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Photo of undefined by Priya Pareek

Several American cities are under the threat of getting disappeared as sea levels continue to rise posing major threat to low-lying coastal cities which often witness devastating floods. Here is are some of the American cities that could disappear by 2100.

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Photo of New Orleans, LA, USA by Priya Pareek

New Orleans, which witnessed Hurricane Katrina in 2005, still has not fully recovered from the catastrophic damage. As the city is located on a river delta, it is vulnerable to flooding and sea-level rise. There are areas that are located 15 feet below sea level and much of the land is already sinking. If a 2016 NASA study is to be believed, some parts of New Orleans are sinking at a rate of 2 inches per year which suggests that they will be underwater by 2100.

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Photo of Miami, FL, USA by Priya Pareek

Miami has been referred to as "the poster child for a major city in big trouble" by environmental author Jeff Goodell. The sea level of the city are rising fast enough to damage homes and roads. As many as 12,000 homes in Miami Beach are in danger of chronic flooding in the next 30 years. According to a 2018 report from the Union of Concerned Scientists.

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Photo of Houston, TX, USA by Priya Pareek

Houston seems to be under the same threat as New Orleans as several areas are sinking at a rate of 2 inches per year. Excessive groundwater pumping is seen as one of the major causes as it creates a change in pressure and volume that prompts the land to sink. This way, the city becomes vulnerable to flooding much like Hurricane Harvey. Considering that Houston isn't a coastal city, only sea-level rise cannot wipe out the city but an increase in storms and hurricanes could cause many parts to sink.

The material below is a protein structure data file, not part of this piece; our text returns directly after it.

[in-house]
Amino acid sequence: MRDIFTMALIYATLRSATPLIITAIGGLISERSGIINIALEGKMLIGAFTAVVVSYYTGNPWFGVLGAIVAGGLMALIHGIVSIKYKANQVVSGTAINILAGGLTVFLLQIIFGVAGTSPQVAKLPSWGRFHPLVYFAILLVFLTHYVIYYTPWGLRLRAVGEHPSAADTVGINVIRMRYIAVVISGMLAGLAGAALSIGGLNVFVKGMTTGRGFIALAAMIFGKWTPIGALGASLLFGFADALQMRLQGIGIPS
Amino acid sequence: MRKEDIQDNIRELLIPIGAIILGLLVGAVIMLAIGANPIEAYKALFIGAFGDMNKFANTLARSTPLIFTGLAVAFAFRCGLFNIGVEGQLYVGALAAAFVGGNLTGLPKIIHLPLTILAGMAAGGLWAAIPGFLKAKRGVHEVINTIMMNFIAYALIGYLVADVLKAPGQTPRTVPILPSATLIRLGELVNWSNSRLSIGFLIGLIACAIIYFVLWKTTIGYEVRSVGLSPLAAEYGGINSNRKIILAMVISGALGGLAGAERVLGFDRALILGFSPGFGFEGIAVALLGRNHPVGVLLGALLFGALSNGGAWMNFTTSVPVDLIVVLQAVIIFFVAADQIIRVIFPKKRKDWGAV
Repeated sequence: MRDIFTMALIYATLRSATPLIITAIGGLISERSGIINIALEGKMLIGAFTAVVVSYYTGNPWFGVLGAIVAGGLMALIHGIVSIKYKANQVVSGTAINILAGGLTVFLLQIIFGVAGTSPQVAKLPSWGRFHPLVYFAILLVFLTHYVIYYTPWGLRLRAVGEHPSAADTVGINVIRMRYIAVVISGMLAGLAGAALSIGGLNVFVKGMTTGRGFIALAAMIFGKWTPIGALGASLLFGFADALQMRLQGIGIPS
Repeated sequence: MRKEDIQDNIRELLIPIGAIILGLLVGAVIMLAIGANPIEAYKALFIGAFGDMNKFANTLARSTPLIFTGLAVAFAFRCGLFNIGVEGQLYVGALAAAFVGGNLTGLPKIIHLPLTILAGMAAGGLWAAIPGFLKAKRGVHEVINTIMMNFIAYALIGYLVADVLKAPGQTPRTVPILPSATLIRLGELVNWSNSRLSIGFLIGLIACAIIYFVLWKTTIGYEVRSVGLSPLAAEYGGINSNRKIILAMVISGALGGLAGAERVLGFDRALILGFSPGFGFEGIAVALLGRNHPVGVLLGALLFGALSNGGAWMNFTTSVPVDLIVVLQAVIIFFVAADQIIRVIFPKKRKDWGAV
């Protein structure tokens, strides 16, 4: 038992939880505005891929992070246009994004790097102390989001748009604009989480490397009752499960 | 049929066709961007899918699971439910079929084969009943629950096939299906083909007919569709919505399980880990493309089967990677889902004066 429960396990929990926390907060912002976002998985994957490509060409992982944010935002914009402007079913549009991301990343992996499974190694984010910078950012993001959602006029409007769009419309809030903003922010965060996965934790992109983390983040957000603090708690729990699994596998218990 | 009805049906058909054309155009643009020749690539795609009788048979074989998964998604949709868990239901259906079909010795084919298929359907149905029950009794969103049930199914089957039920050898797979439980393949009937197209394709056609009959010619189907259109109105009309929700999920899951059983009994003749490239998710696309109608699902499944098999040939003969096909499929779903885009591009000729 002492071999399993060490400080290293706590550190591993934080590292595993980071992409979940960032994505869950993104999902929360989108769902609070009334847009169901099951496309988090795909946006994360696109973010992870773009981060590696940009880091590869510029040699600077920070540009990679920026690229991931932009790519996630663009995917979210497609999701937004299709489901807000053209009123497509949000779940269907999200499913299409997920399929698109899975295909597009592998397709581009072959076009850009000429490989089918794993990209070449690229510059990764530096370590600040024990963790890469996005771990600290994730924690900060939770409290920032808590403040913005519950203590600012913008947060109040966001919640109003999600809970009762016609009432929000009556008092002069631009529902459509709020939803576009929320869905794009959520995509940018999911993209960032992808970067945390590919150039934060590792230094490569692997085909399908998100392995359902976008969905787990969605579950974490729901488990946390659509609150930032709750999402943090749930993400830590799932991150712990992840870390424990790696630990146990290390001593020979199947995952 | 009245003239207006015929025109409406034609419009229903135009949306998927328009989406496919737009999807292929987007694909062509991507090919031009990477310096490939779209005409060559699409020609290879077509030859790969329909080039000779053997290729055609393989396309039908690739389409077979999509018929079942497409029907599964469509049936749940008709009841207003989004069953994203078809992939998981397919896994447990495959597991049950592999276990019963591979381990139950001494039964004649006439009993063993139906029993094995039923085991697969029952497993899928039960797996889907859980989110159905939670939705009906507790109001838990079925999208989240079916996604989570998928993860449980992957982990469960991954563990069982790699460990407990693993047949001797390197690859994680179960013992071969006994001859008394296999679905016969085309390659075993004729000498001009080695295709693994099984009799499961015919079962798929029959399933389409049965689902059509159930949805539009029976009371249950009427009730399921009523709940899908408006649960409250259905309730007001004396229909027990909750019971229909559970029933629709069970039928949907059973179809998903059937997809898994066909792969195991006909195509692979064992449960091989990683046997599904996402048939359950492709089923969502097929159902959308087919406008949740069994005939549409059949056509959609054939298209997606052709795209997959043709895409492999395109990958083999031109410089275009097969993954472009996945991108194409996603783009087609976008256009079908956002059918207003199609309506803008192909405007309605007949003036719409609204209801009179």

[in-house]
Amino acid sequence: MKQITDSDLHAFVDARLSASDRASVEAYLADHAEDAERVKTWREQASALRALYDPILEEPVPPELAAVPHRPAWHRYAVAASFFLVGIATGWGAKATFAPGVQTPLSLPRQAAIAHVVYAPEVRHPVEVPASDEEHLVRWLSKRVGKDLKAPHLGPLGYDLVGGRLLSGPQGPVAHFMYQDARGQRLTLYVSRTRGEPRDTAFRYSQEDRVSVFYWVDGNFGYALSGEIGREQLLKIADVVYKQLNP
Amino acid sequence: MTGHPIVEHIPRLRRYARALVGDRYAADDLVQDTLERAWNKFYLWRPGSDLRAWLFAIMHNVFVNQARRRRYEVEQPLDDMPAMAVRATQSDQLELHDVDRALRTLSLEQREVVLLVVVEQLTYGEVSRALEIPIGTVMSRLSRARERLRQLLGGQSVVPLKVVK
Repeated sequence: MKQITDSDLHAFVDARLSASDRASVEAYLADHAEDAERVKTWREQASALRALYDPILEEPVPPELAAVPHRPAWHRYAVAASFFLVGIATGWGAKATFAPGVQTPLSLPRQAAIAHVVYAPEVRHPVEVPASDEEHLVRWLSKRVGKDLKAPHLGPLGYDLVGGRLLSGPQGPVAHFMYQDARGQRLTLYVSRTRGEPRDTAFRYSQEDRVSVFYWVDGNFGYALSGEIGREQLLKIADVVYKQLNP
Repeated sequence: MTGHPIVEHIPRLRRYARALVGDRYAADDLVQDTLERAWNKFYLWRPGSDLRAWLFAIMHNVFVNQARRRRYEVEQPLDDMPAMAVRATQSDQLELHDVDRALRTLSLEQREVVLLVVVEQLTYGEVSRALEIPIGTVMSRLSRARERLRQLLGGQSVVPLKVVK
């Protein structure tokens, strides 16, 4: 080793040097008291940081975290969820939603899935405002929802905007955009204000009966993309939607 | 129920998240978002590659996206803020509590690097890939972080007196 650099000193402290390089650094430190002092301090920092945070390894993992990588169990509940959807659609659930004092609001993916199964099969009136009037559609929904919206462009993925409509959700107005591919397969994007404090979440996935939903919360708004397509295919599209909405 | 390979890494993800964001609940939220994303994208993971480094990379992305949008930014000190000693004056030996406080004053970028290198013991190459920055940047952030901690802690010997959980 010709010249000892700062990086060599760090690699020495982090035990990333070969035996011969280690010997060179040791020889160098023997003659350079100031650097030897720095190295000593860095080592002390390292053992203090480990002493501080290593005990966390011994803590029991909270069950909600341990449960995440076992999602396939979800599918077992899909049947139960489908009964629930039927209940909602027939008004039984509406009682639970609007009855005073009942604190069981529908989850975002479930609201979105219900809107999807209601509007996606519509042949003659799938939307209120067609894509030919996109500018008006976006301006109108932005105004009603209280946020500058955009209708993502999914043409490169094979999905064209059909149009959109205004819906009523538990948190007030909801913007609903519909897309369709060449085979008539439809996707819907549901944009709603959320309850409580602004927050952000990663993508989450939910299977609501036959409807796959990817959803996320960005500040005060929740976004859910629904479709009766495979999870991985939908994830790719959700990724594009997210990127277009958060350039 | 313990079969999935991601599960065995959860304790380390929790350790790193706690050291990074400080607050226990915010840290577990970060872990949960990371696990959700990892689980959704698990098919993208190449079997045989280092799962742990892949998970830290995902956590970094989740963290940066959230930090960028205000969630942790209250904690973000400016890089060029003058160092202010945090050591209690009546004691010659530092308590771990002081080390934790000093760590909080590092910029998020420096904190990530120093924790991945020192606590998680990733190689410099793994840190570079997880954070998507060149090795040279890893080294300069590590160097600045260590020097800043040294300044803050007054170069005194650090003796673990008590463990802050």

Neighborhoods in Charleston, South Carolina

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Photo of undefined by Priya Pareek

With over 64,000 residents at risk of coastal flooding in a century, Charleston is severely vulnerable to flooding. About 10 years ago, the Charleston City Paper had predicted that Charleston could become "a half-drowned ghost town" by 2050.

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Photo of Virginia Beach, VA, USA by Priya Pareek

Sitting at the intersection of the Chesapeake Bay and the Atlantic Ocean, Virginia Beach received threat from both water bodies as the sea levels rise. Already witnessing one of the fastest rates of sea-level rise on the East Coast, Virginia Beach is estimated to see up to 12 feet of sea level rise by 2100, as per NOAA.

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